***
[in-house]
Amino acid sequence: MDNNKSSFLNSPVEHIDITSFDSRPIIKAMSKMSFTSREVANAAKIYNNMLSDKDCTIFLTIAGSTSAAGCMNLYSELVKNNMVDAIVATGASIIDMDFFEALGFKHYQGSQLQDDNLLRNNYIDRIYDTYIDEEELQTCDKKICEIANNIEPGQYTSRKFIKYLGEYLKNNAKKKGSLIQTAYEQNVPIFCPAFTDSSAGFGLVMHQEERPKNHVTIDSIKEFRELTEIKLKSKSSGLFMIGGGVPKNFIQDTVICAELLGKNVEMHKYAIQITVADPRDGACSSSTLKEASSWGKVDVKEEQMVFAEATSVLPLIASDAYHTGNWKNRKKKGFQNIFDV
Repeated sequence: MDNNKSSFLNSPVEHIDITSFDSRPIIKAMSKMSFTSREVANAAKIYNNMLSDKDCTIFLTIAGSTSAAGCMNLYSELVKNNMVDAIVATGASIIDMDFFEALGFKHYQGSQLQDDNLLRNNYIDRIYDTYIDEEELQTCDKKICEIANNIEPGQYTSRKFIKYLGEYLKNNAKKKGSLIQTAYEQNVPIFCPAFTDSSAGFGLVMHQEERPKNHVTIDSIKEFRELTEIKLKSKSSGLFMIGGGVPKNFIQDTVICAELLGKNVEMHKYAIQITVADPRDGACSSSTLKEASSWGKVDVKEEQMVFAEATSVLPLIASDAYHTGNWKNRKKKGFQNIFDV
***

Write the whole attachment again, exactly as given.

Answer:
[in-house]
Amino acid sequence: MDNNKSSFLNSPVEHIDITSFDSRPIIKAMSKMSFTSREVANAAKIYNNMLSDKDCTIFLTIAGSTSAAGCMNLYSELVKNNMVDAIVATGASIIDMDFFEALGFKHYQGSQLQDDNLLRNNYIDRIYDTYIDEEELQTCDKKICEIANNIEPGQYTSRKFIKYLGEYLKNNAKKKGSLIQTAYEQNVPIFCPAFTDSSAGFGLVMHQEERPKNHVTIDSIKEFRELTEIKLKSKSSGLFMIGGGVPKNFIQDTVICAELLGKNVEMHKYAIQITVADPRDGACSSSTLKEASSWGKVDVKEEQMVFAEATSVLPLIASDAYHTGNWKNRKKKGFQNIFDV
Repeated sequence: MDNNKSSFLNSPVEHIDITSFDSRPIIKAMSKMSFTSREVANAAKIYNNMLSDKDCTIFLTIAGSTSAAGCMNLYSELVKNNMVDAIVATGASIIDMDFFEALGFKHYQGSQLQDDNLLRNNYIDRIYDTYIDEEELQTCDKKICEIANNIEPGQYTSRKFIKYLGEYLKNNAKKKGSLIQTAYEQNVPIFCPAFTDSSAGFGLVMHQEERPKNHVTIDSIKEFRELTEIKLKSKSSGLFMIGGGVPKNFIQDTVICAELLGKNVEMHKYAIQITVADPRDGACSSSTLKEASSWGKVDVKEEQMVFAEATSVLPLIASDAYHTGNWKNRKKKGFQNIFDV